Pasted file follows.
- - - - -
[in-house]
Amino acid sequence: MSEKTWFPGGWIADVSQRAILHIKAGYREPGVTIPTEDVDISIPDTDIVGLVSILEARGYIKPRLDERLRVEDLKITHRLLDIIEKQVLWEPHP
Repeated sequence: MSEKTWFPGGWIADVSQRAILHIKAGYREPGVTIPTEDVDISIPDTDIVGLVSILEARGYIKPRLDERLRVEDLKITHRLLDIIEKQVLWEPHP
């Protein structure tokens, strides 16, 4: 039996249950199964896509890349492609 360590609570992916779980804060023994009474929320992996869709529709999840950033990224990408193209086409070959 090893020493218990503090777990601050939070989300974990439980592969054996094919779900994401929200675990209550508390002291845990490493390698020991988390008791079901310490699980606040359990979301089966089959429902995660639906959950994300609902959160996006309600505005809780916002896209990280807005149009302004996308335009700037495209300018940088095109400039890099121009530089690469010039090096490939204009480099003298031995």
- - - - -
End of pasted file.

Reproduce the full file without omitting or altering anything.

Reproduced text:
[in-house]
Amino acid sequence: MSEKTWFPGGWIADVSQRAILHIKAGYREPGVTIPTEDVDISIPDTDIVGLVSILEARGYIKPRLDERLRVEDLKITHRLLDIIEKQVLWEPHP
Repeated sequence: MSEKTWFPGGWIADVSQRAILHIKAGYREPGVTIPTEDVDISIPDTDIVGLVSILEARGYIKPRLDERLRVEDLKITHRLLDIIEKQVLWEPHP
């Protein structure tokens, strides 16, 4: 039996249950199964896509890349492609 360590609570992916779980804060023994009474929320992996869709529709999840950033990224990408193209086409070959 090893020493218990503090777990601050939070989300974990439980592969054996094919779900994401929200675990209550508390002291845990490493390698020991988390008791079901310490699980606040359990979301089966089959429902995660639906959950994300609902959160996006309600505005809780916002896209990280807005149009302004996308335009700037495209300018940088095109400039890099121009530089690469010039090096490939204009480099003298031995």